A former Fresno barbecue spot will soon be torn down
Update: As of Wednesday afternoon, Porky’s had been torn down.
Porky’s Rib House is nothing but a memory.
The building that once housed the restaurant and bar known for its motorcycle nights, blues and “bladder-busting Wednesdays” was torn down this week.
Near the corner of Barstow Avenue and First Street in Fresno, the building had been empty for about 10 years, said Stan Fiorentino, property manager for the Headliner Shopping Center.
“We don’t at this point in time have any plans for it,” he said of the spot. “We will be marketing it as a potential build-to-suit situation.”
The building was run down and surrounded by chain link fence.
“It’s an obsolete building from a functional standpoint,” especially when it comes to the electrical, plumbing and other systems, Fiorentino said.
It’s not clear how old the building is, but the shopping center started going up around 1968 and into the early 1970s, Fiorentino said. The center was originally started as a partnership of brothers in the Wathen family, and remains in the same family, Fiorentino said.
Woody’s, Fresno Feed & Fuel
The building has a colorful history.
Porky’s was known for its “pork and beef ribs slathered in gooey sauce,” according to a 1999 Fresno Bee story. It was also a home for blues lovers, who filled the place every Thursday to hear live music.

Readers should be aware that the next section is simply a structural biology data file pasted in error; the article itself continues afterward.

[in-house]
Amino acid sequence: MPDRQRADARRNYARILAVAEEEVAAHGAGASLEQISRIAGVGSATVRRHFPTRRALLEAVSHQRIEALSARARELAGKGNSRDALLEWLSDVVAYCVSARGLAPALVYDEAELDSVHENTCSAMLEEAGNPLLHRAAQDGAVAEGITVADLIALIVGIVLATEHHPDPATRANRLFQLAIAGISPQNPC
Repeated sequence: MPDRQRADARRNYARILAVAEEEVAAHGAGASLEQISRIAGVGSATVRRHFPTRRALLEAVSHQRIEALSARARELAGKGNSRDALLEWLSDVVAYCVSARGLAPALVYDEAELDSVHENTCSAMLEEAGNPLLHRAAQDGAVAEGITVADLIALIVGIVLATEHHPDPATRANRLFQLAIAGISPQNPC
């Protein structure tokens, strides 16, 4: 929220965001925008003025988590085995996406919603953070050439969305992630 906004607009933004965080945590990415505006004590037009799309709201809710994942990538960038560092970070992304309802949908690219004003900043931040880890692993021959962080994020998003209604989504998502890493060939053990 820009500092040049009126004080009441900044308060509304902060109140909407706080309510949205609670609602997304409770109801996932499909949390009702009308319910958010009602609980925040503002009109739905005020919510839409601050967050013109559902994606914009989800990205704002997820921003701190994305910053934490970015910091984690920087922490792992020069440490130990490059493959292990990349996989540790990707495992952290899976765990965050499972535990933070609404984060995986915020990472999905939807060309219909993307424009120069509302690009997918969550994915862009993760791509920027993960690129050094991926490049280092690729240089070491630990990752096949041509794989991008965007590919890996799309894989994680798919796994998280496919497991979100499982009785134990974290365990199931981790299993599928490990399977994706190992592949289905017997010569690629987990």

But it was also known for some less flattering reasons. Porky’s was evicted in 2006 after a seven-year run full of problems with the police.
A Fresno Bee story at the time said police had dealt with everything from underage drinking, loud music, complaints about motorcycle noise – even a call for bushes on fire. The business also had its liquor license suspended temporarily, issues with a dance permit and was sued for copyright infringement for not paying royalties for music it played.
The building once also housed Woody’s Roadhouse, Fresno Feed & Fuel, Gandoffs and Prime Rib.
Fresno Feed & Fuel was known for its “turkey nuts” appetizer, which apparently is exactly what you’re thinking it is.
A restaurant review by The Bee’s Woody Laughnan in 1978 said it sold a 24-ounce “cowpuncher porterhouse” steak for $10.95. It also referenced barrels of peanuts that customers would shuck, eat and throw the shells on the floor.